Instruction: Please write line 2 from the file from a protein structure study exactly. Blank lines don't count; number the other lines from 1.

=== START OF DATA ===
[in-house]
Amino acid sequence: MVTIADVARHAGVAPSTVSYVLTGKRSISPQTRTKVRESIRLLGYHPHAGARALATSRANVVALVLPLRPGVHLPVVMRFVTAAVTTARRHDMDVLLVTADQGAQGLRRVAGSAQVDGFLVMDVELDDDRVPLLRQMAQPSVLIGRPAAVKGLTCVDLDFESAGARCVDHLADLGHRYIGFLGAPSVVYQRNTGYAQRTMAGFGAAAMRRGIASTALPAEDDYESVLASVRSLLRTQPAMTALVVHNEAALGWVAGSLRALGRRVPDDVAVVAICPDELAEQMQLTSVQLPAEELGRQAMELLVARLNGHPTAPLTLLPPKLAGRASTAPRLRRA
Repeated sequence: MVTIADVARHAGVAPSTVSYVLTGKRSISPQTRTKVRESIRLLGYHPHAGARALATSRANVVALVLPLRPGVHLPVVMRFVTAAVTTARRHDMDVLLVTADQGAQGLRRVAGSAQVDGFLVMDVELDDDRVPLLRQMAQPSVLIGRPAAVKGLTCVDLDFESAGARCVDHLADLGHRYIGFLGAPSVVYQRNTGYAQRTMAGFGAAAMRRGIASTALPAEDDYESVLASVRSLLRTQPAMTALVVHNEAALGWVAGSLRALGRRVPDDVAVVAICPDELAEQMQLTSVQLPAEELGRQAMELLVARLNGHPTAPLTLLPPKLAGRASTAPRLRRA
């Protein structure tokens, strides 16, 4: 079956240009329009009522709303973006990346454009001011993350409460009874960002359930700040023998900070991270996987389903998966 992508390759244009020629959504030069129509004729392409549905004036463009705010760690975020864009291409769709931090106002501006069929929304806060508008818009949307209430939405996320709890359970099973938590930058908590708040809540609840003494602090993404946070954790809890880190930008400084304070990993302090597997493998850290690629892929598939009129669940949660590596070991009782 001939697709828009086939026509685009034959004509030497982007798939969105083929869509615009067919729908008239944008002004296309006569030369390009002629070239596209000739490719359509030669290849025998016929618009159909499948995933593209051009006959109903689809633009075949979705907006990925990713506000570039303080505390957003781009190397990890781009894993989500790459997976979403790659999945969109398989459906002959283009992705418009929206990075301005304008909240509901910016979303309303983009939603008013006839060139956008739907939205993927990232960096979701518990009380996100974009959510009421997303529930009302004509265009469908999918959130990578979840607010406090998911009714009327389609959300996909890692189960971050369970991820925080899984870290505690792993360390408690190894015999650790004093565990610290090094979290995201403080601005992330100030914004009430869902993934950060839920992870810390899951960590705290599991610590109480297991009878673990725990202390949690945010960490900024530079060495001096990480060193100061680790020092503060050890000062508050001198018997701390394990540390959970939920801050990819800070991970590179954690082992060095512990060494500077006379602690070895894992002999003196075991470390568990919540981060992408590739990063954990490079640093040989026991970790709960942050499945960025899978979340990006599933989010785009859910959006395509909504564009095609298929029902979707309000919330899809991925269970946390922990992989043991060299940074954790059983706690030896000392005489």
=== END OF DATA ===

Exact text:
Amino acid sequence: MVTIADVARHAGVAPSTVSYVLTGKRSISPQTRTKVRESIRLLGYHPHAGARALATSRANVVALVLPLRPGVHLPVVMRFVTAAVTTARRHDMDVLLVTADQGAQGLRRVAGSAQVDGFLVMDVELDDDRVPLLRQMAQPSVLIGRPAAVKGLTCVDLDFESAGARCVDHLADLGHRYIGFLGAPSVVYQRNTGYAQRTMAGFGAAAMRRGIASTALPAEDDYESVLASVRSLLRTQPAMTALVVHNEAALGWVAGSLRALGRRVPDDVAVVAICPDELAEQMQLTSVQLPAEELGRQAMELLVARLNGHPTAPLTLLPPKLAGRASTAPRLRRA